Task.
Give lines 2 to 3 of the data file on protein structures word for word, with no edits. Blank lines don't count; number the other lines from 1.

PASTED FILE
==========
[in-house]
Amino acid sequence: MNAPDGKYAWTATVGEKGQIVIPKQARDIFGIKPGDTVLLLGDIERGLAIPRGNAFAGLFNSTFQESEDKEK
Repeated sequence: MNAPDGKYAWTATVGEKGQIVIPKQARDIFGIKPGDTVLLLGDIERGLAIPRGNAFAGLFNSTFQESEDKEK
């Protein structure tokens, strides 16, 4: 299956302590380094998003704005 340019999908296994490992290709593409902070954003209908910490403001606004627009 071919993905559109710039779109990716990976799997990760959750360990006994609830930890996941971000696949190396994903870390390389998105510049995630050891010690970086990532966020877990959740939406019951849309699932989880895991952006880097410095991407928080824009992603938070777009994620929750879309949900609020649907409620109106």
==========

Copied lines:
Amino acid sequence: MNAPDGKYAWTATVGEKGQIVIPKQARDIFGIKPGDTVLLLGDIERGLAIPRGNAFAGLFNSTFQESEDKEK
Repeated sequence: MNAPDGKYAWTATVGEKGQIVIPKQARDIFGIKPGDTVLLLGDIERGLAIPRGNAFAGLFNSTFQESEDKEK